Just the week before he had graduated from Oral Roberts University.  The last time we saw him at church, he helped me get my Packer widget on my phone front page, and I had just been wondering if he’d be home much this summer to use my jet ski.  For a few years, Luke and his brother, Blake, shared the use of my jet ski and would summerize, winterize, and troubleshoot it for me.  Luke was our friend, part of the family — a feeling that many in our church had. Luke had also taken my husband and me up in his plane last August for our first flight over Door County — it was amazing.  His potential was amazing, and it seemed so wrong that he was gone.  “Of all the young people I have ever known,” said my husband, Lee, “Luke impressed me the most.”  As I continued to read, I saw that everyone on that Cessna 401 was quite amazing, too, and all graduates of ORU.  They were on their way to Iowa from Tulsa to an Acquire the Fire Conference.

It was true that Luke was gone, even though everything within me screamed that it could not be.  So began the conversations with others to inform them, cry with them, pray for Luke’s family, and begin to accept that this had happened.  I stopped at the house to see Blake, Luke’s brother, who was home alone and had been the one informed by the police the night before.  He then had to inform his parents who were traveling in ministry.  They were on their way home and other family were on their way to be with Blake from the next town.  It had not yet sunk in and he knew that it would only get harder.  We hugged and talked about Luke.

It wasn’t known yet what had happened, but within a few days, the one survivor was able to shed light that the heater had malfunctioned and toxic fumes filled the cockpit, making it difficult to breath and see.  Luke made an amazing emergency descent into a field in Kansas and landed well.  As they were traversing the field trying to slow down, a wing tip touched the ground, sending the plane into a spin.  The fuselage struck a tree and burst into flame.  Luke’s roommate, a former marine, got Hannah Luce out of the plane and got both of them to a road to get help.  That brave young man had more than ninety percent of his body covered with burns and passed away the next morning.  Hannah had 28 percent burns and is undergoing skin grafts and recovering, surrounded by a great deal of prayer and love.  She had no internal injuries or lacerations, another testament to how well Luke landed the plane in dire circumstances.  It was said at his funeral that most pilots with 30 years of experience could not have done what Luke did.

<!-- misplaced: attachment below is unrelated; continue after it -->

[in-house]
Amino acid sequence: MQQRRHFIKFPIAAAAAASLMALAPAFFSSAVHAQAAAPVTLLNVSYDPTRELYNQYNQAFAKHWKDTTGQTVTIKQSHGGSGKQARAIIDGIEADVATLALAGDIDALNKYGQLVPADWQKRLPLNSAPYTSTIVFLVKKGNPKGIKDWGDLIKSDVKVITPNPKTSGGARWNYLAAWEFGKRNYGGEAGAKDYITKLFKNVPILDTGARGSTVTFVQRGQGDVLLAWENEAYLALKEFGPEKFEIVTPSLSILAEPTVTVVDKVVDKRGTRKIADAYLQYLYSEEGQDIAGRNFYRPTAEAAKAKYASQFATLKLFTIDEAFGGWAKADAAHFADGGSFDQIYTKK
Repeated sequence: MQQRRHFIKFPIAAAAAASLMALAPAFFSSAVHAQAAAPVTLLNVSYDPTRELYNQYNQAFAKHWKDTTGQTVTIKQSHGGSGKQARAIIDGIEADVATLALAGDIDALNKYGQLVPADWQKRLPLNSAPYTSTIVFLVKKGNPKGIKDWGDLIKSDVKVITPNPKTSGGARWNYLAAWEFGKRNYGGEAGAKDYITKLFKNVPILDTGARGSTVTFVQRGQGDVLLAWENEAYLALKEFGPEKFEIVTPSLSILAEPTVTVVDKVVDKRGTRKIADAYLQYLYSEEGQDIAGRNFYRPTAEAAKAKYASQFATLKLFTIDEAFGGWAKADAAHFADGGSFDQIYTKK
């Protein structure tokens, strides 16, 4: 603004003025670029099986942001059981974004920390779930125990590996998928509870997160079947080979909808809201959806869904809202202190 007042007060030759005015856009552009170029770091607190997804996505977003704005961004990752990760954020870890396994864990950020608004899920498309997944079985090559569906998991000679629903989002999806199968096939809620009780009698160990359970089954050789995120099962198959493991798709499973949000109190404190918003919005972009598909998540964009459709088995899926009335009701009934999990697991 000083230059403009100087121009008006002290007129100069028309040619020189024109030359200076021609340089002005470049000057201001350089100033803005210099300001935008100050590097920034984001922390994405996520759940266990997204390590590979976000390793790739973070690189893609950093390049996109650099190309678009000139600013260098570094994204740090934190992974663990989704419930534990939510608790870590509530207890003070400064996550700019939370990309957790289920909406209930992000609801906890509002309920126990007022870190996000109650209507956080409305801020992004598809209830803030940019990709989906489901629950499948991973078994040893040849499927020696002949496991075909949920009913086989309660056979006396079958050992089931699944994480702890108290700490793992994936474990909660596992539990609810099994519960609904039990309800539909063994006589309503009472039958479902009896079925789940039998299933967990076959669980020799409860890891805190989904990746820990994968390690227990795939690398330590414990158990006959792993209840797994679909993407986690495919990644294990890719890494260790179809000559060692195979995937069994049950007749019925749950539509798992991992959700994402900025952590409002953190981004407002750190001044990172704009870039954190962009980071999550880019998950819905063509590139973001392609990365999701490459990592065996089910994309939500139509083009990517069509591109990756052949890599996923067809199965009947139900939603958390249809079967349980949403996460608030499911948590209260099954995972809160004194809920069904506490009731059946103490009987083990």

The prayer is that the harvest of these four young men will be a hundred times more than it would have been had they lived.  We know they all received a heroes welcome in heaven, and we know they are worshipping at the throne of the Lamb, and that they are having a blast.  I had a little picture of Luke and Jesus sliding down a snowcovered mountain just laughing and laughing.

That Saturday of hearing the news, several of us got together for prayer in the evening as we often do on Saturday night and we talked and cried and prayed.  After a while, I finally fully entered into worship as we sang, and while in that place, I felt that Luke just leaned out over the ‘wall’ of heaven, looked down at me and said, “Good girl”.  My young friend being my advisor.  I often think of Luke and what he is doing in heaven, playing and worshipping, and know that I will see him again.  I also think of not seeing Luke again here on earth, of not calling him when my jet ski is available or not working right, of not seeing his smiling face with his parents at church, and that is painful.  I pray for his parents, brother, and extended family.  I pray for Hannah that she will recover well and declare the works of the Lord.

Luke Sheets was a good friend to so many.  We so miss him.   And, we will so see him again in heaven.